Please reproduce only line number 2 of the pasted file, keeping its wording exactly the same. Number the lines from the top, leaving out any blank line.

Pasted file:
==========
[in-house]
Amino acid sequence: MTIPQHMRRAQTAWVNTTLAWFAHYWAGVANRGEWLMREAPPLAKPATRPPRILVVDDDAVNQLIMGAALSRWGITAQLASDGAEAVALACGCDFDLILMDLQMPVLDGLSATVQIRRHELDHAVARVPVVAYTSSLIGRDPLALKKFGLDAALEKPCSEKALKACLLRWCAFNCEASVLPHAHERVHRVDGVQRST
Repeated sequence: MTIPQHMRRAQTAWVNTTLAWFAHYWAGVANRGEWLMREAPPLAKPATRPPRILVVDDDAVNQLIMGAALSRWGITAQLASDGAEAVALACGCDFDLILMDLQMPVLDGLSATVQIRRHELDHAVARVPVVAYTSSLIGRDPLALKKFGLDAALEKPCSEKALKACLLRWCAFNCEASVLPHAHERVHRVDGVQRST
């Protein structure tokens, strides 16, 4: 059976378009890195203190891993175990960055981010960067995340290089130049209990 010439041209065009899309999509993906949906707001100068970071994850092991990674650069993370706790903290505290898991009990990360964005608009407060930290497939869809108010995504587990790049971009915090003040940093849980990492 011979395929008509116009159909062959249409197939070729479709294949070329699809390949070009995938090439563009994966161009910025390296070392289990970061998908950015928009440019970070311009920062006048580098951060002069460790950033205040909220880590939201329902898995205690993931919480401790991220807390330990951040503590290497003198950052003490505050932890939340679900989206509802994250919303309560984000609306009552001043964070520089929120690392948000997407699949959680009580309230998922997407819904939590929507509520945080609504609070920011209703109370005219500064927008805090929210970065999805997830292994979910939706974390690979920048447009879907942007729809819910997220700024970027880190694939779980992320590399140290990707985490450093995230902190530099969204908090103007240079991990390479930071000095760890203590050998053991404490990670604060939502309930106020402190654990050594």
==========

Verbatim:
Amino acid sequence: MTIPQHMRRAQTAWVNTTLAWFAHYWAGVANRGEWLMREAPPLAKPATRPPRILVVDDDAVNQLIMGAALSRWGITAQLASDGAEAVALACGCDFDLILMDLQMPVLDGLSATVQIRRHELDHAVARVPVVAYTSSLIGRDPLALKKFGLDAALEKPCSEKALKACLLRWCAFNCEASVLPHAHERVHRVDGVQRST